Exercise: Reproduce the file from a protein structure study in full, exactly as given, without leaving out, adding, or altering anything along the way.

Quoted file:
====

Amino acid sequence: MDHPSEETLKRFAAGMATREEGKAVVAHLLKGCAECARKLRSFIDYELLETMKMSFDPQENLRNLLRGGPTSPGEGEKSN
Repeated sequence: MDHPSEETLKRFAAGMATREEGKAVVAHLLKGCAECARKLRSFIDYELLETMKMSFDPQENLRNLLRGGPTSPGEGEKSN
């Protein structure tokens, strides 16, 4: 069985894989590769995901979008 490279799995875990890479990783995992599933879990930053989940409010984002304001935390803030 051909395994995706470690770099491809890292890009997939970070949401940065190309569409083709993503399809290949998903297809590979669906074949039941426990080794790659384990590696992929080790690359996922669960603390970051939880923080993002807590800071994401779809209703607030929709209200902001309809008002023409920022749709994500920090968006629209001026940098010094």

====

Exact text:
Amino acid sequence: MDHPSEETLKRFAAGMATREEGKAVVAHLLKGCAECARKLRSFIDYELLETMKMSFDPQENLRNLLRGGPTSPGEGEKSN
Repeated sequence: MDHPSEETLKRFAAGMATREEGKAVVAHLLKGCAECARKLRSFIDYELLETMKMSFDPQENLRNLLRGGPTSPGEGEKSN
């Protein structure tokens, strides 16, 4: 069985894989590769995901979008 490279799995875990890479990783995992599933879990930053989940409010984002304001935390803030 051909395994995706470690770099491809890292890009997939970070949401940065190309569409083709993503399809290949998903297809590979669906074949039941426990080794790659384990590696992929080790690359996922669960603390970051939880923080993002807590800071994401779809209703607030929709209200902001309809008002023409920022749709994500920090968006629209001026940098010094």